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Harry Nelson Pillsbury vs Jackson Whipps Showalter
Paris (1900), Paris FRA, rd 1, May-17
Queen's Gambit Declined: Orthodox Defense. Botvinnik Variation (D60)  ·  1/2-1/2



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Kibitzer's Corner
Premium Chessgames Member
  KEG: Trying too hard to win a drawn ending, Pillsbury got himself into trouble and managed a draw only with some endgame wizardy and a missed opportunity by Showalter.

Pillsbury got much the better of the opening (a Queen's Gambit Declined) after a few weak moves by Showalter (e.g., 11...N7b6 instead of 11...N7f6 and 12...Bd6 instead of 12...Nd7 and later 16...N5f6 instead of 16...NxN).

Pillsbury should have played 17. Nd3 (instead of 17. NxN) and his 19. Bc2 gave away most of what was left of his advantage (19. e4 was much better).

Showalter missed a chance to play 19...c5, and after his much weaker 19...Be8 Pillsbury should have seized control of the center with 20. e4. His 20. Bb1 was inexplicable, and his 24. b4 (instead of 24. Qe3) allowed Showalter to break up Pillsbury's vise on the position with 24...c5!

After the trade of Queens on move 31, Pillsbury should have sought equality with 32. Nd4. But--as usual--Pillsbury played for a win. His 32. Nd2 courted trouble, and after Showalter's excellent 32...g5! Pillsbury's 33. g3 (instead of 33. Nb3) gave Showalter winning chances.

Pillsbury should probably have played 36. a4 (instead of his 36. Nb3), and his 38. BxN (instead of the essential 38. Kf2) should have lost him the game.

After Pillsbury's belated 39. Kf2, Showalter had a likely win with 39...Ra6! Had Showalter played this, after 40. Rg1+ Kh7 Pillsbury's best chance would have been 41. Nc6 (and not the Tournament Book's suggested 41. Rc1?). But this whole line after 39...Ra6 was a likely win for Showalter.

But Showalter missed this chance and played 39...Rd3. Now Pillsbury's endgame brilliance rescued him. After 40. Rg1+ Kh7 Pillsbury played the fine 41. Nc6! Suddenly, Showalter's win was gone.

But Showalter wasn't done yet. He played 41...Bd5 (41...Rd2+ was probably better but insufficient to win) and afrer 42. Ne7 Ra3 43. NxB exN, the position was as follows:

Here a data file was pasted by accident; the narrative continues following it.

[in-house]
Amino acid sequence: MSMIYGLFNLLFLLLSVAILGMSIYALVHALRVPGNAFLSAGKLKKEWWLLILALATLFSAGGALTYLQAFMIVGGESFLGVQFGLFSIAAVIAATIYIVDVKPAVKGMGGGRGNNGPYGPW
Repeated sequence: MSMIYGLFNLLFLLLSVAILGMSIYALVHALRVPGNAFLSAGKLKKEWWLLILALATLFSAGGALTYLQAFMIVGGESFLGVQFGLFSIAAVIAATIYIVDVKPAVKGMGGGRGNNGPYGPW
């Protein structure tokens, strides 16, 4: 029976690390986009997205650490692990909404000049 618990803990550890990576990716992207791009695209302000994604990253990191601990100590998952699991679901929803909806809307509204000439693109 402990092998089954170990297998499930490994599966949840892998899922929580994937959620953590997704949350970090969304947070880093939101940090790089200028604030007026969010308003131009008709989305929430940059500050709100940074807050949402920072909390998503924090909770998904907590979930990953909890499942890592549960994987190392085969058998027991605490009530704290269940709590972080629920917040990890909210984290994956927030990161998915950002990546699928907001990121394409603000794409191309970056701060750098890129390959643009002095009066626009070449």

click for larger view

Superficially, it looks as if Pillsbury should play 44. Ra1. But this would have led to serious grief for Pillsbury after 44...Kg6. With his Rook tied up on a1, Pillsbury would have been hard put to keep Showalter from cleaning up.

But Pillsbury carefully played 44. f5. Showalter won the White a-pawn with 44...Rxa2+ But after 45. Ke3, Pillsbury had something wicked set for Showalter had he now played 45...Rxh2. Pillsbury would have played 46. Kd4 leaving the position as follows:

click for larger view

Pillsbury would have been down two pawns, but if Showalter had played 46...Rd2+ (instead of the equalizing 46...h5) Pillsbury would have had a win with 47. f6!

Showalter avoided all this by playing 45...Ra4 and the game was drawn seven moves later.

As we all have come to know, and as this game reminds us once again, Pillsbury was very dangerous in the endgame, even in what appear to be inferior or even lost positions.

Jun-07-17  JimNorCal: <keg>: "if Showalter had played 46...Rd2+ ... Pillsbury would have had a win with 47. f6!"

Umm. If Pillsbury is in check, he can't very well play f6, no?

Premium Chessgames Member
  KEG: <JimNorCal> Oops! Thanks for catching this. What I meant to say was that if Showalter had played 46...Rd2+ in this line White had a win with 47. Kc5! I copied "47. f6!" from another variation.

This pretty win after 46...Rd2+ is given in the Tournament Book.

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